The first cast of the day was made at sunrise standing naked on the rocks and taking a leak while casting a popper against the shoreline and produced a fine fish which we filleted and ate for breakfast along with several pieces of burnt toast and blueberry jam and cups of steaming coffee. The campsite was quickly broken down and stowed away into the canoe and we dumped the canoe back into the tannic water and started paddling once again. There was a beach on the other side of the lake as well and from a distance we discerned the rectangular shape of a Yurt set up on shore. In the middle of the lake we encountered an elderly woman who was paddling a sea kayak and pulled up next to her for a friendly chat. Extremely fit and energetic, with a matronly disposition, Sheila must have been as old as my grandmother and she and her husband had been visiting the park for over twenty years and had rented a yurt for the entire summer. It was her second week in the Park and she said that the weather, usually unpredictable, had been spectacular. Before we departed company she confirmed the direction of Pickerel River and, as she pushed off, warned us of the dangers of prevailing west winds that sometimes blew through Pickerel Lake without notice and caused dangerous whitecaps.
While most people to come to Quetico for pleasure and recreation it is always critical to remember that one always ventures into the park on its own terms and there are plenty of dangers. While most people tend to be concerned with wolves or bears, the somewhat banal reality is that the weather is by far the most important element and probably responsible for more deaths in the park than any wild animals. I had remembered reading something about a great derecho that roared through the park almost ten years earlier to the day and carved a swath of destruction through the park and two provinces, before veering south again and petering out somewhere in Maine. The storm system that formed over North Dakota blew for over two days through both boundary water parks, uprooting a great corridor of trees, numbered in the tens of millions. Sixty people were injured and one was killed, crushed under a fallen tree. It must have seemed apocalyptic for those in the park over that Independance day weekend.
It is a sombre reminder that shit happens in Quetico that we have no control over and one can only minimize the inherent dangers by being sufficiently prepared for the worst scase scenarios, by remaining calm, making the right decisions and hoping for the best. Your best allies for survival in this wilderness are a good attitude, sharp axe, warm and waterproof clothing, an aptitude to accurately forecast weather, a high tolerance to suffering, and an ability to exercise sound judgement in what can sometimes be trying situations. While it is not as though the bush is an dangerous place, or that nature picks sides in what is a constant struggle, but rather that it is morally indifferent and largely unforgiving of error. Ego and pride will usually get you killed out in the wild. Ironically, good judgement comes from experience but experience usually comes from bad judgement. Out here we are all at the mercy of the land and the elements and of the limits of our mental and physical abilities to adapt and overcome.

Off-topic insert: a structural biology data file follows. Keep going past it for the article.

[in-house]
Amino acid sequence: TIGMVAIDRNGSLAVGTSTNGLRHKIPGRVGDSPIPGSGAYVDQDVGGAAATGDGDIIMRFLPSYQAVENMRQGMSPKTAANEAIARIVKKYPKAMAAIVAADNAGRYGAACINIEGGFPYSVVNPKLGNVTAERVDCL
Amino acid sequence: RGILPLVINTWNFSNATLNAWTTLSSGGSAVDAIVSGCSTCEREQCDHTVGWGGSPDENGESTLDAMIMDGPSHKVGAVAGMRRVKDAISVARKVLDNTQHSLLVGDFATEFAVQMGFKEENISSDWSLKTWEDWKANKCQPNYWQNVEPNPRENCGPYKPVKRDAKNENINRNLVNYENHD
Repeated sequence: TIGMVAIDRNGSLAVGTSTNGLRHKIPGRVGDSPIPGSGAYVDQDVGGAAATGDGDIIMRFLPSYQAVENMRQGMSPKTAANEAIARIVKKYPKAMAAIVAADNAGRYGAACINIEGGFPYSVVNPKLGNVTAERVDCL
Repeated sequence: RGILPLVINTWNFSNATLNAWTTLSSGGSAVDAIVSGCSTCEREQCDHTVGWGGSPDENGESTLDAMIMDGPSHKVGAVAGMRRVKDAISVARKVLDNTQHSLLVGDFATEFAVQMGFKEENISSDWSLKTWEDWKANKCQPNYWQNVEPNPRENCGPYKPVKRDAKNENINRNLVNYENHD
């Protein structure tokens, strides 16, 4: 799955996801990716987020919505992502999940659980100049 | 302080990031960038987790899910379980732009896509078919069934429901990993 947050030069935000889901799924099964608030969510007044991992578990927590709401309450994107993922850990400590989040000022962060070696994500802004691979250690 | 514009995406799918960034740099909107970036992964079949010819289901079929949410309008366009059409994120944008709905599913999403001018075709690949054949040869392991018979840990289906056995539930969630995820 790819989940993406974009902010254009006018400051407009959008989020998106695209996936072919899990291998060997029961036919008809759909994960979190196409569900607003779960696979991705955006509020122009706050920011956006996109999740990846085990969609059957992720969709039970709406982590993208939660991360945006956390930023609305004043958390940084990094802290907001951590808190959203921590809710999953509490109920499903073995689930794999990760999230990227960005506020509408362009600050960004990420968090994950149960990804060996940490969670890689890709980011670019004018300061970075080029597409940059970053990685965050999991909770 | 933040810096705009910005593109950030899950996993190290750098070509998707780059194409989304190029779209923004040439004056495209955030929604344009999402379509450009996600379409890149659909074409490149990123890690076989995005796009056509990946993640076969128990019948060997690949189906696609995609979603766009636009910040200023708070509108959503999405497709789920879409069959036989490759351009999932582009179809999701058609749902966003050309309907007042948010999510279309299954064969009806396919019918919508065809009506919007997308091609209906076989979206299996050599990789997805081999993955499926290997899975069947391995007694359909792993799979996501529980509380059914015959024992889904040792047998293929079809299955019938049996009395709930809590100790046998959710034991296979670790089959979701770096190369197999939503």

But it didn’t look like a day where a derecho would blow through the park causing biblical devastation. There was not a cloud in the sky and barely a ripple on the lake as the canoe sliced through the water.
The mouth of the the other pickerel river was wider than the one we had mistakenly navigated a day earlier and its current was slower and easier to negotiate, as it slowly wended through a towering forest of jack pine, balsalm, and birch trees. The morning air was crisp and redolent with the scent of the damp forest floor. The boat quietly sliced upstream like an arrow through the crystalline water. A bald eagle flew overhead in narrowing concentric circles before finally perching in an invisible aerie somewhere high in the canopy of treetops. It was an idyllic place, one of great peace and serenity, unchanged by the malice of time, with the power to touch people and connect them to their primal state of nature.
After some time the river yawned and opened into large grassy bays that lay adjacent to the river. Our landmarks to the entrance of the lake were a solitary stand of tall pines near a beachhead and they suddenly appeared from the distance, like posted sentries on guard, as we rounded the last bend in the river. We stopped at the beachhead and we dove into the cold and refreshing water for a swim. This was the first time in days that we had washed and we used sand as soap to rub the grit and stench from our bodies. We stretched out naked on the sand and dried ourselves under the hot sun. As Dave rolled over on his stomach like a beached whale he revealed a pattern of blue and red criss-cross markings that were tattooed across his ass from the woven nylon canoe seat. It almost looked like someone had played a game of tic-tac-toe on his butt with a Sharpie as a practical joke or that he had plunked himself down on a hot pancake griddle. But what he couldn’t see didn’t bother him and he contented himself with a few Sagos and a bag of teryaki beef jerky while he admired the farmers tan on his arms.